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Molecules 2016, 21(8), 966; doi:10.3390/molecules21080966

Harnessing the Therapeutic Potential of Capsaicin and Its Analogues in Pain and Other Diseases

National Leading Research Laboratory (NLRL) of Molecular Modeling & Drug Design, College of Pharmacy and Graduate School of Pharmaceutical Sciences, Ewha Womans University, Seoul 03760, Korea
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Academic Editor: Pin Ju Chueh
Received: 25 April 2016 / Revised: 27 June 2016 / Accepted: 15 July 2016 / Published: 23 July 2016
(This article belongs to the Special Issue Capsaicin)
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Abstract

Capsaicin is the most predominant and naturally occurring alkamide found in Capsicum fruits. Since its discovery in the 19th century, the therapeutic roles of capsaicin have been well characterized. The potential applications of capsaicin range from food flavorings to therapeutics. Indeed, capsaicin and few of its analogues have featured in clinical research covered by more than a thousand patents. Previous records suggest pleiotropic pharmacological activities of capsaicin such as an analgesic, anti-obesity, anti-pruritic, anti-inflammatory, anti-apoptotic, anti-cancer, anti-oxidant, and neuro-protective functions. Moreover, emerging data indicate its clinical significance in treating vascular-related diseases, metabolic syndrome, and gastro-protective effects. The dearth of potent drugs for management of such disorders necessitates the urge for further research into the pharmacological aspects of capsaicin. This review summarizes the historical background, source, structure and analogues of capsaicin, and capsaicin-triggered TRPV1 signaling and desensitization processes. In particular, we will focus on the therapeutic roles of capsaicin and its analogues in both normal and pathophysiological conditions. View Full-Text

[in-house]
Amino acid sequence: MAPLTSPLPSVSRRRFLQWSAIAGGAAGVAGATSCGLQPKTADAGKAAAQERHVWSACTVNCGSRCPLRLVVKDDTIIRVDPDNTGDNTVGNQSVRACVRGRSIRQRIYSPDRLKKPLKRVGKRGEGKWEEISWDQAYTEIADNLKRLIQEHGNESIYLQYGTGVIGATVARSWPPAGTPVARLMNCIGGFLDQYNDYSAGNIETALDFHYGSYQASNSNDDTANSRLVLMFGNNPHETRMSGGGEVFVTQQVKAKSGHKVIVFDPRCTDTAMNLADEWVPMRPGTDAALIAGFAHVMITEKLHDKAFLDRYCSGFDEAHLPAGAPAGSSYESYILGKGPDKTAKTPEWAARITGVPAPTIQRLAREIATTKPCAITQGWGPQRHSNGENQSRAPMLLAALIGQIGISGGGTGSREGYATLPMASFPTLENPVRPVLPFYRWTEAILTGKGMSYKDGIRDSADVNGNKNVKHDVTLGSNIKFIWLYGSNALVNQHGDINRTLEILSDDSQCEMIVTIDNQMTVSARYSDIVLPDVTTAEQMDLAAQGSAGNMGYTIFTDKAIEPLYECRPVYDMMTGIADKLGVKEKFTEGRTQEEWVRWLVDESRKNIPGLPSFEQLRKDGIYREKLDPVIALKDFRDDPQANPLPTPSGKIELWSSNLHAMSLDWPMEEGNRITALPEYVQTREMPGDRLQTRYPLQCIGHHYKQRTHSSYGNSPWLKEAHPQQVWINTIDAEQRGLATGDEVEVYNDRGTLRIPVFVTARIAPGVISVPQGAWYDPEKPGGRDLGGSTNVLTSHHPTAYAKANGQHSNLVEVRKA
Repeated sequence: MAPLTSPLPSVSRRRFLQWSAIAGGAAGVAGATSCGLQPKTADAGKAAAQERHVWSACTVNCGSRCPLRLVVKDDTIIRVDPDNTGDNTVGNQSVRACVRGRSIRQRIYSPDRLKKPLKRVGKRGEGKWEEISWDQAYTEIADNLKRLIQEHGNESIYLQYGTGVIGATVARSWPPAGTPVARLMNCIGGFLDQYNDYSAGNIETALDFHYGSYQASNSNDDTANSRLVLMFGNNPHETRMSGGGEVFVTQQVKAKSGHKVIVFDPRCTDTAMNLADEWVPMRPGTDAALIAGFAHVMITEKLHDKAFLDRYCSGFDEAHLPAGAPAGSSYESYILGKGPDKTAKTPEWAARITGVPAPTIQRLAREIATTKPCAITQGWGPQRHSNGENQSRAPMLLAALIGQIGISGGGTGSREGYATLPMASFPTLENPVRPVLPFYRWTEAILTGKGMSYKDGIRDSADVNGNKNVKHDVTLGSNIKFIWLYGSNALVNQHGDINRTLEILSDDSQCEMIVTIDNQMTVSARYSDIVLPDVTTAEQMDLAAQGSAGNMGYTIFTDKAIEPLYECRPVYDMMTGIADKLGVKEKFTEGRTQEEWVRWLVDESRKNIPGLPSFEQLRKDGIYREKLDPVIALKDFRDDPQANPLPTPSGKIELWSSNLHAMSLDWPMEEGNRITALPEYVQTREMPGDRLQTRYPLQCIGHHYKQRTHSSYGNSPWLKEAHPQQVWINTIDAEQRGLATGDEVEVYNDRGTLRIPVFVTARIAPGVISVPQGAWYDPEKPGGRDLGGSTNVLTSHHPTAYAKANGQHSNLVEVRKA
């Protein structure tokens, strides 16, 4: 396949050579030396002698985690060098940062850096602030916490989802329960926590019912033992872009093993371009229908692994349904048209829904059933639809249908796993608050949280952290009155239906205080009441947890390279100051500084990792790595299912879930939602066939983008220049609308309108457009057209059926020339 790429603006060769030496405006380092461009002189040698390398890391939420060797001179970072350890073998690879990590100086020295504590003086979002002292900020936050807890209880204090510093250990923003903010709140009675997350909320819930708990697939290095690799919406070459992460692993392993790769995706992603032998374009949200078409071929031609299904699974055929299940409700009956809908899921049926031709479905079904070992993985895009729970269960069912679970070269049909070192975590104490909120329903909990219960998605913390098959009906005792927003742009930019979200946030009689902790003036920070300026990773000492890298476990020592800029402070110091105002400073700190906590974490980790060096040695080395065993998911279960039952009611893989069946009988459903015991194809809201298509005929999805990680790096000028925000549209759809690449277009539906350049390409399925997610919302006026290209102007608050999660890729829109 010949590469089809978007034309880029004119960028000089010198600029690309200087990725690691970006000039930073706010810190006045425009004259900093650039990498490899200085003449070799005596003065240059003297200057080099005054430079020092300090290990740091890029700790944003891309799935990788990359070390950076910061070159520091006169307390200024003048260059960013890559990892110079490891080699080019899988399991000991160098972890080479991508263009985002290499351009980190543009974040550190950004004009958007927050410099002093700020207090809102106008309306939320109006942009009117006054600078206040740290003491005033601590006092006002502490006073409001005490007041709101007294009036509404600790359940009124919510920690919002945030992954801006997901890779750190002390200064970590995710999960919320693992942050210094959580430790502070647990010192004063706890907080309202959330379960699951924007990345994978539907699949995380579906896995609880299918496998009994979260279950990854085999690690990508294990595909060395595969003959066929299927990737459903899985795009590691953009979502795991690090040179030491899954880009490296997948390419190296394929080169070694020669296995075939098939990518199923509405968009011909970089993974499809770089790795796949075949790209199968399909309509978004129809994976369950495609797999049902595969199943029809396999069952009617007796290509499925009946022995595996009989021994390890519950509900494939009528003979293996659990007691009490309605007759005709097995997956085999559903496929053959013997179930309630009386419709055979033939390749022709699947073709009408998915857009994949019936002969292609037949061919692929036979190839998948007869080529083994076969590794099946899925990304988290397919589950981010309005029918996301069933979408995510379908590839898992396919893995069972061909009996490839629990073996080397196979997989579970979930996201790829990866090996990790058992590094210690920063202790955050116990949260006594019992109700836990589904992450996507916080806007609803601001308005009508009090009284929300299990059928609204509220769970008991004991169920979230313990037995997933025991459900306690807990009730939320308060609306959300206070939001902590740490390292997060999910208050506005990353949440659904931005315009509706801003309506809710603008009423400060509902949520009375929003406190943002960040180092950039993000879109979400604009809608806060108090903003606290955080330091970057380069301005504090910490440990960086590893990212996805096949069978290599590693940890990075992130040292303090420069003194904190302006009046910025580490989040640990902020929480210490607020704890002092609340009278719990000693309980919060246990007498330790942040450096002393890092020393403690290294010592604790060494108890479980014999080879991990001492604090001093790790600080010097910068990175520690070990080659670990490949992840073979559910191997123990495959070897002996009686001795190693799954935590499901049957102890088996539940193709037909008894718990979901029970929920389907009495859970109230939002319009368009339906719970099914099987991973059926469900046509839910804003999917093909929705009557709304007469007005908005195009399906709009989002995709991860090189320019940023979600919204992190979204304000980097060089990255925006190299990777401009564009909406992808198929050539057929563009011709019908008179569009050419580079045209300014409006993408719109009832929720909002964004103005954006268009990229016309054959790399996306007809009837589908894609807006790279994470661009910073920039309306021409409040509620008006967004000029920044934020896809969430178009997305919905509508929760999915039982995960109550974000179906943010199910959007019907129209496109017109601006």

Keywords: capsaicin; therapeutic; analogues; neuropathic pain; desensitization capsaicin; therapeutic; analogues; neuropathic pain; desensitization
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Basith, S.; Cui, M.; Hong, S.; Choi, S. Harnessing the Therapeutic Potential of Capsaicin and Its Analogues in Pain and Other Diseases. Molecules 2016, 21, 966.

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